LLVM on 64-bit PowerPC Linux

Hi all,

I'm trying to use LLVM on a 64-bit PowerPC Linux box. This platform
has a weird way of dealing with function pointers which I don't think
LLVM has support for. Can anyone point me in the right direction so
I can start implementing it?

The problem is this. On most platforms, a function pointer in C is
the address of the entry point of the function. This is the case for
32-bit Linux PowerPC, and, from looking at the code in LLVM it seems
to be the case for both 32- and 64-bit Darwin. A call on these
platforms looks like this, assuming the function pointer is in rX,
and all arguments to the call have been put in the appropriate

  mtctr rX

Simple. On 64-bit Linux PowerPC, however, a function pointer in C
is the address of a function descriptor, a structure containing three

- The first pointer contains the address of the entry point of
   the function.
- The second pointer contains the TOC base address for the function.
- The third pointer contains the environment pointer (for languages
   that need one).

The TOC base address needs to be in r2, and the environment pointer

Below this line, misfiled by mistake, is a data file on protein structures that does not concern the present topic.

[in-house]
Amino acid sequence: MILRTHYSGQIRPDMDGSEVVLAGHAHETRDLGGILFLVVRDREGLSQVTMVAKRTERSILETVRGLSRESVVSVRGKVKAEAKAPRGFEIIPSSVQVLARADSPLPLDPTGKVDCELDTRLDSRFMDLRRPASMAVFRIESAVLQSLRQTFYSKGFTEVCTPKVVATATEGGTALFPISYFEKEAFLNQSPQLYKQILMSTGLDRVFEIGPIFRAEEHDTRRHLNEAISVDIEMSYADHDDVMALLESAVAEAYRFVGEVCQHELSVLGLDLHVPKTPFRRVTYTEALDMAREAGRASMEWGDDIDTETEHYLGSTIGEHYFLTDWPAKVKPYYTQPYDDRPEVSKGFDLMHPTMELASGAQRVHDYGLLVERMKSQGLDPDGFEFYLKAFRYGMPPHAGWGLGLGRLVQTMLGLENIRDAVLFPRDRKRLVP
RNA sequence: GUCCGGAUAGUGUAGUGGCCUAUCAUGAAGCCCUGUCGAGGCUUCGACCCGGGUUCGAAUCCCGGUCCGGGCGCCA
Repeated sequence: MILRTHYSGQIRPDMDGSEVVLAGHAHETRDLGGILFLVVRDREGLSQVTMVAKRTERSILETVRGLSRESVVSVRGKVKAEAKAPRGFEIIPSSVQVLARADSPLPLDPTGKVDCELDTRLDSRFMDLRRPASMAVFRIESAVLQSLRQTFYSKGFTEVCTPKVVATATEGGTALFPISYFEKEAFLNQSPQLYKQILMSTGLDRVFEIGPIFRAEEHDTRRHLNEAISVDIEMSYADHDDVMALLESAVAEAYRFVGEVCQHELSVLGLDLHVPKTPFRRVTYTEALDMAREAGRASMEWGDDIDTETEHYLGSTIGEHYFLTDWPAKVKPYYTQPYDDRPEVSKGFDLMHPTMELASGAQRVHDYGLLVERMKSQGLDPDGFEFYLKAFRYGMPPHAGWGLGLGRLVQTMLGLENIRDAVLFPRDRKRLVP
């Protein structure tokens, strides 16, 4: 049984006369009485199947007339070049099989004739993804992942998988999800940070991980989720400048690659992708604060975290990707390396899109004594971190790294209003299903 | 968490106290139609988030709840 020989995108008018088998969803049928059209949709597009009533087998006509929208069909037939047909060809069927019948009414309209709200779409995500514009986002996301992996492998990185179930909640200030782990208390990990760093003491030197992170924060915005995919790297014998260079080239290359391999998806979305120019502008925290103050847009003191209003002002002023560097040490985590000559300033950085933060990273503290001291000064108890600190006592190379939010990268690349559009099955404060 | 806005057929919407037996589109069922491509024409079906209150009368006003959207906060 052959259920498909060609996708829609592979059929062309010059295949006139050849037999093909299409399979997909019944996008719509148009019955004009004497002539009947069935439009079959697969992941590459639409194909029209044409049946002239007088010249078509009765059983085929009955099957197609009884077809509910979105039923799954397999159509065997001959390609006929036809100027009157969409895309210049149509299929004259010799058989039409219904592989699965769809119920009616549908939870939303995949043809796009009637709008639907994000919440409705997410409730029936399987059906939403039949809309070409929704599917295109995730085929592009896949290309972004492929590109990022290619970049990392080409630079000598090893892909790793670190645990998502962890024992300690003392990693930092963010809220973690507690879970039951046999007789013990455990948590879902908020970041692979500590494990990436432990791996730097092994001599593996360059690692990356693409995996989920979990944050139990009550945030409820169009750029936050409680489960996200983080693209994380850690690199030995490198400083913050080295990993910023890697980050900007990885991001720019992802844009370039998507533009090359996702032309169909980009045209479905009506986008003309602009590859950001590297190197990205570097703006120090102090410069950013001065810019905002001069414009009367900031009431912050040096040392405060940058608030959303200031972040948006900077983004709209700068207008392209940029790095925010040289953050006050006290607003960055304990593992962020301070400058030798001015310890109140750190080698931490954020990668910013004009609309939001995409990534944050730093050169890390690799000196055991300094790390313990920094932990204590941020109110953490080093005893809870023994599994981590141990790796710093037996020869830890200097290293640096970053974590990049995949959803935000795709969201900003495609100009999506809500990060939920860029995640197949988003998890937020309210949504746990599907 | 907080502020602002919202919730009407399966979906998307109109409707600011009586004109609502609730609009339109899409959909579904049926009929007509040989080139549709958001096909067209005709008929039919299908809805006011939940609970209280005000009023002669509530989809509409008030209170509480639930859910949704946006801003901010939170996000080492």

needs to be in r11. Starting with the C function pointer in rX, a
call on 64-bit Linux PowerPC looks something like this:

  ld rY, 0(rX) ; where rY is some free register
  mtctr rY
  std r2, 40(r1) ; optional
  ld r2, 8(rX)
  ld r11, 16(rX)
  ld r2, 40(r1) ; optional

The two lines marked "optional" could be omitted since LLVM doesn't
generate or use a TOC.

Any idea where I need to look to implement this?


You can support lowering a call any way you want for your target by
custom-lowering the CALL instruction in CodeGen. The relevant code is
PPCTargetLowering::LowerCALL in
llvm/lib/Target/PowerPC/PPCISelLowering.cpp. I'd suggest starting
there, and asking if there's anything you can't figure out.


btw, this PPC convention is not unique to 64-bit Linux; it is used on AIX 32-bit and I believe it was used on earlier versions of MacOSX (but is no longer). Neither of those is an immediate target but you might want to keep it in mind when deciding where to put the new code you're adding.